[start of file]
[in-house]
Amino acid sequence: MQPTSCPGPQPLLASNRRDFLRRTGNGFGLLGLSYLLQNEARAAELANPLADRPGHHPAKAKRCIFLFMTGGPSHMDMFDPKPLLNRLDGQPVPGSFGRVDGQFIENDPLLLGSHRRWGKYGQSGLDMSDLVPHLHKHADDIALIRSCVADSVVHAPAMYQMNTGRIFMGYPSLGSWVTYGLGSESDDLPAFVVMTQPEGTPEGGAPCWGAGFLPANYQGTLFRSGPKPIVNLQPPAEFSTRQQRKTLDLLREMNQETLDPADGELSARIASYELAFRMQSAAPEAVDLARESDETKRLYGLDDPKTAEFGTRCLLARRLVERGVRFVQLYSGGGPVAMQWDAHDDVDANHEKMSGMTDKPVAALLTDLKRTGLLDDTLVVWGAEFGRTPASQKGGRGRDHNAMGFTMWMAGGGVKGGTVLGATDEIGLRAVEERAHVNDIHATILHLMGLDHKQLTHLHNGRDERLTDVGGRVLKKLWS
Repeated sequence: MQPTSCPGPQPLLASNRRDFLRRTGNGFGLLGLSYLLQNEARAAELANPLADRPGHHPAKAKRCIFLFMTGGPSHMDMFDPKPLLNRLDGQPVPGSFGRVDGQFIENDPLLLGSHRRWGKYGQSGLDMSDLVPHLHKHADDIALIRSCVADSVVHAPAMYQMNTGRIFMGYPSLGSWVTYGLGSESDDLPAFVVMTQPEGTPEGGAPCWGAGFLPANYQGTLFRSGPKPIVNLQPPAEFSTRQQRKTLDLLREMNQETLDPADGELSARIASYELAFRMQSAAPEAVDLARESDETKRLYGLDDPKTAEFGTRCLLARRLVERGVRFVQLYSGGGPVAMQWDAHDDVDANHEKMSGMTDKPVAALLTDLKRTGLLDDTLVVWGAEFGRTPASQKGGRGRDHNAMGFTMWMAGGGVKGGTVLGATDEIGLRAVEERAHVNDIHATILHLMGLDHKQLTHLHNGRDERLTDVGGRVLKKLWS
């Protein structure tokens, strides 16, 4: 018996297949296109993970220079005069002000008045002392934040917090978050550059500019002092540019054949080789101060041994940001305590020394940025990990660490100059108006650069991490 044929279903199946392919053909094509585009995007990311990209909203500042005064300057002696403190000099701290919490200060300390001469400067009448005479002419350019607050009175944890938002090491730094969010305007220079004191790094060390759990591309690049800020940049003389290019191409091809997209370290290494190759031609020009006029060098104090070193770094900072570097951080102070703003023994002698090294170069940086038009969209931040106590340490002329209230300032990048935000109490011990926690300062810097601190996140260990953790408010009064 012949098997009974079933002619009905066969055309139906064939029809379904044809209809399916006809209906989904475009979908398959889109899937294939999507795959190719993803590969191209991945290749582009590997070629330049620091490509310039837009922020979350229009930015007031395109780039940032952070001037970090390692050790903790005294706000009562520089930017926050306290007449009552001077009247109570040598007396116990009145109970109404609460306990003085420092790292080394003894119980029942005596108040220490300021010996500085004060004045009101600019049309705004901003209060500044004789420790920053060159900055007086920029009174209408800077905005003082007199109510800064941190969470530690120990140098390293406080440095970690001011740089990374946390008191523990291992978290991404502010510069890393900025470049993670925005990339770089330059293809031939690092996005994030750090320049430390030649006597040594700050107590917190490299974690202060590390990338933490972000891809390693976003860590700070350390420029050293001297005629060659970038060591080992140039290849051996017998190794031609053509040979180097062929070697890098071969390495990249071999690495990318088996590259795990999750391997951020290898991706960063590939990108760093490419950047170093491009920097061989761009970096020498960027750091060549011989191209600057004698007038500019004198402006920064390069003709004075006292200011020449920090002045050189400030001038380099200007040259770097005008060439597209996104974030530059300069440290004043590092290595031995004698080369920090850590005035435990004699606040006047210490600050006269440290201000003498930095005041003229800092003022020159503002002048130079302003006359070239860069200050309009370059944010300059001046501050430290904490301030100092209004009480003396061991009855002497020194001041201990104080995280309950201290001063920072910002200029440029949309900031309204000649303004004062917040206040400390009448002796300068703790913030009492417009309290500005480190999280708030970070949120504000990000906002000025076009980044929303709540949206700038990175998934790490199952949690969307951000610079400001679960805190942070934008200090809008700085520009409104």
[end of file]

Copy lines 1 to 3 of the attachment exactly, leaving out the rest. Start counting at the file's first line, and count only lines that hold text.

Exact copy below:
[in-house]
Amino acid sequence: MQPTSCPGPQPLLASNRRDFLRRTGNGFGLLGLSYLLQNEARAAELANPLADRPGHHPAKAKRCIFLFMTGGPSHMDMFDPKPLLNRLDGQPVPGSFGRVDGQFIENDPLLLGSHRRWGKYGQSGLDMSDLVPHLHKHADDIALIRSCVADSVVHAPAMYQMNTGRIFMGYPSLGSWVTYGLGSESDDLPAFVVMTQPEGTPEGGAPCWGAGFLPANYQGTLFRSGPKPIVNLQPPAEFSTRQQRKTLDLLREMNQETLDPADGELSARIASYELAFRMQSAAPEAVDLARESDETKRLYGLDDPKTAEFGTRCLLARRLVERGVRFVQLYSGGGPVAMQWDAHDDVDANHEKMSGMTDKPVAALLTDLKRTGLLDDTLVVWGAEFGRTPASQKGGRGRDHNAMGFTMWMAGGGVKGGTVLGATDEIGLRAVEERAHVNDIHATILHLMGLDHKQLTHLHNGRDERLTDVGGRVLKKLWS
Repeated sequence: MQPTSCPGPQPLLASNRRDFLRRTGNGFGLLGLSYLLQNEARAAELANPLADRPGHHPAKAKRCIFLFMTGGPSHMDMFDPKPLLNRLDGQPVPGSFGRVDGQFIENDPLLLGSHRRWGKYGQSGLDMSDLVPHLHKHADDIALIRSCVADSVVHAPAMYQMNTGRIFMGYPSLGSWVTYGLGSESDDLPAFVVMTQPEGTPEGGAPCWGAGFLPANYQGTLFRSGPKPIVNLQPPAEFSTRQQRKTLDLLREMNQETLDPADGELSARIASYELAFRMQSAAPEAVDLARESDETKRLYGLDDPKTAEFGTRCLLARRLVERGVRFVQLYSGGGPVAMQWDAHDDVDANHEKMSGMTDKPVAALLTDLKRTGLLDDTLVVWGAEFGRTPASQKGGRGRDHNAMGFTMWMAGGGVKGGTVLGATDEIGLRAVEERAHVNDIHATILHLMGLDHKQLTHLHNGRDERLTDVGGRVLKKLWS